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We have a 3-tier application with a C# client that connects to a C# web service via WCF and requests data from a SQL Server database.

One feature in our application is a user-created form app in which our customers setup forms that have fields. The fields refer to values that can be imported, entered by the user, or calculated. The calculations can be thought of as Operation / Value / Timeframe. Each value referenced in a calculation might also be a calculated value. (Care is taken to ensure circular calculations do not exist.)

For example, a user might setup a field that shows Cash Over / Short that subtracts the value Total to Account For and Total Accounted For. These fields might in turn add up sales, credit card payments, cash totals, etc. Changing Grocery Sales in the form UI would trigger a change that recalculates the Total to Account For, and that field's change triggers the Cash Over / Short field to recalculate itself.

Complicating the calculations are historical values. Some calculations might be phrased in English like "Subtract Today's Totalizer Value from Yesterday's Totalizer Value". Or, someone might simply set a Last Year Sales field to the value of Total Sales exactly 365 days ago.

All this calculation is done in the C# user interface. The C# code builds dependency trees and sets up event handlers when values change. Changing a value triggers an event, and calculations that depend on the changed value are recalculated.

We also have a recalculation engine that verifies the totals are correct before making permanent changes (i.e. before drafting someone's account, so the amounts better be correct). This recalculation engine uses the same C# calculation engine across multiple threads. This incurs penalties of reading from the database, creating the C# objects, performing calculations, and writing to the database.

The timeframe dependencies mean we really need to calculate in some kind of day order. I could use some kind of cursor to move day-by-day, gather up all the data on each day, figure out the dependencies, join to historical values, but...

My question: how would you approach performing complex user-defined calculations in a set-based manner in SQL? I don't see how to do this without RBAR operations on each calculated value.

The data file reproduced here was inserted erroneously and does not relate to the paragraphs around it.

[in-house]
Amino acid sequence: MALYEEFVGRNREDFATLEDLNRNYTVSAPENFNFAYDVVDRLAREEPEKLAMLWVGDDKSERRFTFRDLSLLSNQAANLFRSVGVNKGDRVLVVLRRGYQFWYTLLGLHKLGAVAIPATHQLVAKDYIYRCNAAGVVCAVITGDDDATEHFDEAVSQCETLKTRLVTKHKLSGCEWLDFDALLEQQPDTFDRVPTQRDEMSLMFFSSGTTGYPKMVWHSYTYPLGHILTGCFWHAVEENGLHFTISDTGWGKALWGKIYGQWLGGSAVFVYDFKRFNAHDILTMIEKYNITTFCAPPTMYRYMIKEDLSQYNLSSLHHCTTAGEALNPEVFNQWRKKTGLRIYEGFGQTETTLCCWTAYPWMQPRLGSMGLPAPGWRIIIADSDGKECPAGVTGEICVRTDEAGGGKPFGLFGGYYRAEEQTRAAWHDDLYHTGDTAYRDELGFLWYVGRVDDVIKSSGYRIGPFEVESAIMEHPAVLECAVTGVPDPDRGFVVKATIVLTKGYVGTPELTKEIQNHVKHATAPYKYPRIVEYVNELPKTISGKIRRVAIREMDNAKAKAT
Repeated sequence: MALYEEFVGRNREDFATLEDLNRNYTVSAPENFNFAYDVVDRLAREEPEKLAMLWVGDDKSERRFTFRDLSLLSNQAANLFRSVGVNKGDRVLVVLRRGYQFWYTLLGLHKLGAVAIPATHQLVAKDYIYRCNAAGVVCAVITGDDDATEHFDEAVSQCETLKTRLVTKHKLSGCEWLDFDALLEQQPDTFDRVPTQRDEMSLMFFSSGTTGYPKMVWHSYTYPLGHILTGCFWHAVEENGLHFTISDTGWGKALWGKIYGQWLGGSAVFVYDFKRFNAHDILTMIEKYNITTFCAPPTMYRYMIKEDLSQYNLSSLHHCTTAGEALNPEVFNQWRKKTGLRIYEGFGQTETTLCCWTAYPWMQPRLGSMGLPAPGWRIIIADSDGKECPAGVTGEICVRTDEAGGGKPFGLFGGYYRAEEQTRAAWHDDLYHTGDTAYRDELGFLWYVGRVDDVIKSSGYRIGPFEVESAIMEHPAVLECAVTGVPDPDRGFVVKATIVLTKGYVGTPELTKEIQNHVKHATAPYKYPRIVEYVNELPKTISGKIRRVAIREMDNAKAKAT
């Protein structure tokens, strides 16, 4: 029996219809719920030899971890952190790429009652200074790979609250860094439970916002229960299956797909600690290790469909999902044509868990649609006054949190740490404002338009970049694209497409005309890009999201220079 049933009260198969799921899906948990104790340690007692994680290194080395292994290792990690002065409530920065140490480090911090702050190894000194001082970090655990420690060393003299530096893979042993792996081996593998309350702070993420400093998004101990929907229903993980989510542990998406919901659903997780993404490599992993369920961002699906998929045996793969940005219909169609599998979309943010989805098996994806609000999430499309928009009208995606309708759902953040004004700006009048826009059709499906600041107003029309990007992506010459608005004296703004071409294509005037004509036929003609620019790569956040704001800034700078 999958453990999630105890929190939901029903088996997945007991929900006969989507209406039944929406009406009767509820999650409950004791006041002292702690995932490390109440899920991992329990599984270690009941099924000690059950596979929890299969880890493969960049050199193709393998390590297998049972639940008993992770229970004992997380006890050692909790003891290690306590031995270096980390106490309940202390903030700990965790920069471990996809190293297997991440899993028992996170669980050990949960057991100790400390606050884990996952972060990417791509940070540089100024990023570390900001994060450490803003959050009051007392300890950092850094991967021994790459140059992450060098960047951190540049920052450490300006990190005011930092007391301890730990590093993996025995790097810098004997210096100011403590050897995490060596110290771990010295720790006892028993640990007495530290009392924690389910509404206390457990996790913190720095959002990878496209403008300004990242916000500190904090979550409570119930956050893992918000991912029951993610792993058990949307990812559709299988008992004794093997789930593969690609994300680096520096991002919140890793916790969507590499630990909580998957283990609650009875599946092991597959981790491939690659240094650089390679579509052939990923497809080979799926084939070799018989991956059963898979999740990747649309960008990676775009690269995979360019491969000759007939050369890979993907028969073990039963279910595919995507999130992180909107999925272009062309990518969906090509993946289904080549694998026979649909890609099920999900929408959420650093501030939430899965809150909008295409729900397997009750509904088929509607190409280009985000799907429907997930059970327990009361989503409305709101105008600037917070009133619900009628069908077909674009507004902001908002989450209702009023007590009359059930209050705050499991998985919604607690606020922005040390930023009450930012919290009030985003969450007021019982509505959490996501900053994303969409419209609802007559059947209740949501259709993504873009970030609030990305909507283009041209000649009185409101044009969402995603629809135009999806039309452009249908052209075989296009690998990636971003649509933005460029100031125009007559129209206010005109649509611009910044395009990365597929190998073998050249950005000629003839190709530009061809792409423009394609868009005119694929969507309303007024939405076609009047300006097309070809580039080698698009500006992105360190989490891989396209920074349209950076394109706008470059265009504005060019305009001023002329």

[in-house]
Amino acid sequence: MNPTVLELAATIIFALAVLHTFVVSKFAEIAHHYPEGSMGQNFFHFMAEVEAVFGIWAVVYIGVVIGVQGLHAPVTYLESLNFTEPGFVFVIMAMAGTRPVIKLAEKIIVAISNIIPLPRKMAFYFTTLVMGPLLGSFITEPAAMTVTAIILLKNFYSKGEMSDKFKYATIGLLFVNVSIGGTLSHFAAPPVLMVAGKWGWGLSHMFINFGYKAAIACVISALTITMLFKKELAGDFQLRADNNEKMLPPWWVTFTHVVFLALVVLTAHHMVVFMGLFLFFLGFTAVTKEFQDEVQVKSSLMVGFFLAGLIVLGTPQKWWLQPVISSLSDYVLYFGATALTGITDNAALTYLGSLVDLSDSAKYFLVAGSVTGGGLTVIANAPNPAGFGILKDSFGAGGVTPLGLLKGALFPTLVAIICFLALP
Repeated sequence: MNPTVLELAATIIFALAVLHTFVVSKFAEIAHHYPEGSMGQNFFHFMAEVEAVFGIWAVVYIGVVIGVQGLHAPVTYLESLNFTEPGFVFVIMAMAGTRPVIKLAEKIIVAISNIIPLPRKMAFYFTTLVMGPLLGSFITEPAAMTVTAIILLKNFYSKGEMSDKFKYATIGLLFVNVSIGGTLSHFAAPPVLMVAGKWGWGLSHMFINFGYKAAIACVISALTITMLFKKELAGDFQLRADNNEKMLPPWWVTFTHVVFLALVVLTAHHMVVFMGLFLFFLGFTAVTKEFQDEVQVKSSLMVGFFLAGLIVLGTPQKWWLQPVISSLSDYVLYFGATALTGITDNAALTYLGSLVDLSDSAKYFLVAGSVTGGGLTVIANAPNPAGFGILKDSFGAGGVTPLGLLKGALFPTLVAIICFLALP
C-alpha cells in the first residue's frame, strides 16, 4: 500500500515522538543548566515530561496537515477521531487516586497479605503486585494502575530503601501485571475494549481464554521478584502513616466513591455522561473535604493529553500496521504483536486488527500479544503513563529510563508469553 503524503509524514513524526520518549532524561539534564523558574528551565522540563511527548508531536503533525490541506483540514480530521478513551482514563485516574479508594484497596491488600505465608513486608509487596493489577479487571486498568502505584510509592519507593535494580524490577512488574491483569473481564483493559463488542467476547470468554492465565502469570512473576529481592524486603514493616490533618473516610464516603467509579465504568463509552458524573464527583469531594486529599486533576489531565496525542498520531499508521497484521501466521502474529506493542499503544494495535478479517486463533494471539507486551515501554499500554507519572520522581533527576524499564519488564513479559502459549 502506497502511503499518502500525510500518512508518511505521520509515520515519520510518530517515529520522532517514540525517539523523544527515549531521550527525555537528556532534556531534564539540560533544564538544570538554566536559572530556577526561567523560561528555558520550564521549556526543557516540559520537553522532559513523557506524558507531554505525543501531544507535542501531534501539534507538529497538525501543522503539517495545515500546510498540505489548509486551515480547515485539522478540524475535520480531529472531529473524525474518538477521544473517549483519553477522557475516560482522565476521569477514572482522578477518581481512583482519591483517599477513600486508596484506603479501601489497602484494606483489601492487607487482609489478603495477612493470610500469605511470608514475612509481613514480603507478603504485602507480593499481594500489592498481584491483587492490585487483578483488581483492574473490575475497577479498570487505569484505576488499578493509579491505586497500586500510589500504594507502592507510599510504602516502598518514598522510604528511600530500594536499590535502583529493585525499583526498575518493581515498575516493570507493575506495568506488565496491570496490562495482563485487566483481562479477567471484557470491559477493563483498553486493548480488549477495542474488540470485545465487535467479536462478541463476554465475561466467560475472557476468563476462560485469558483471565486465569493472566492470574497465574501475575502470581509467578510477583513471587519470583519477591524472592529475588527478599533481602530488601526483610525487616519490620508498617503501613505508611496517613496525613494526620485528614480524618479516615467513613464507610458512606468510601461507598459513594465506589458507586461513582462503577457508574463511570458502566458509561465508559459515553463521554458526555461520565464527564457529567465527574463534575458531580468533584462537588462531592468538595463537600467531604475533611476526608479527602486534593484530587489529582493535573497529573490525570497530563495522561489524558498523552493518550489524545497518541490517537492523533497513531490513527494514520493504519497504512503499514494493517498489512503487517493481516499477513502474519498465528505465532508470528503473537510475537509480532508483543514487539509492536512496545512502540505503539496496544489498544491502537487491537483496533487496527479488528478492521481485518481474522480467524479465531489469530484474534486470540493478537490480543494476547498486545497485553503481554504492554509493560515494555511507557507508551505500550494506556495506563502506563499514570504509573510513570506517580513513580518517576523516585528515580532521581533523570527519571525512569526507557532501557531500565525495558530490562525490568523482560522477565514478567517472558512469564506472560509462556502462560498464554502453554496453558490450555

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Dynamic Linq could be useful here, at least for creating the initial record sets to be used in the calculations. –  Robert Harvey Jul 9 '13 at 20:58

1 Answer 1

LINQ to SQL is an option, and here's a walkthrough that loosely does what you described. However, it's essentially a row by row solution.

Entity Framework may also provide additional ways to solve your challenge. This SO Question and this P.SE Question have some relevant information in comparing L2S and EF.

Another option to consider is a noSQL database like MongoDB or Cassandra or pick-your-flavor. Queries against static data like your example of "Last Year's Sales" can be pretty quickly performed within an noSQL / non-relational database.

The challenge will be deciding where you handle each calculation. Generally, complex calculations are best done in code since they aren't set operations. Likewise, relational DBs can make short work of something that is essentially a set operation. noSQL DBs provide a degree of a hybrid approach, but can require restructuring your data. Unfortunately, you need to evaluate each calculation and identify what the optimal environment will be for processing.

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How are you addressing the "user-defined" aspect of the OP's calculations? –  Robert Harvey Jul 10 '13 at 18:13
    
@RobertHarvey - I saw the "user defined" aspect as a selection from predefined calculations against whatever table / columns that were being exposed. In essence, I saw it as a BI-light type application which is why I thought the noSQL tech was worth considering. Since the form of the calculations are known, they need to identify the best approach for each calc. –  GlenH7 Jul 10 '13 at 18:37

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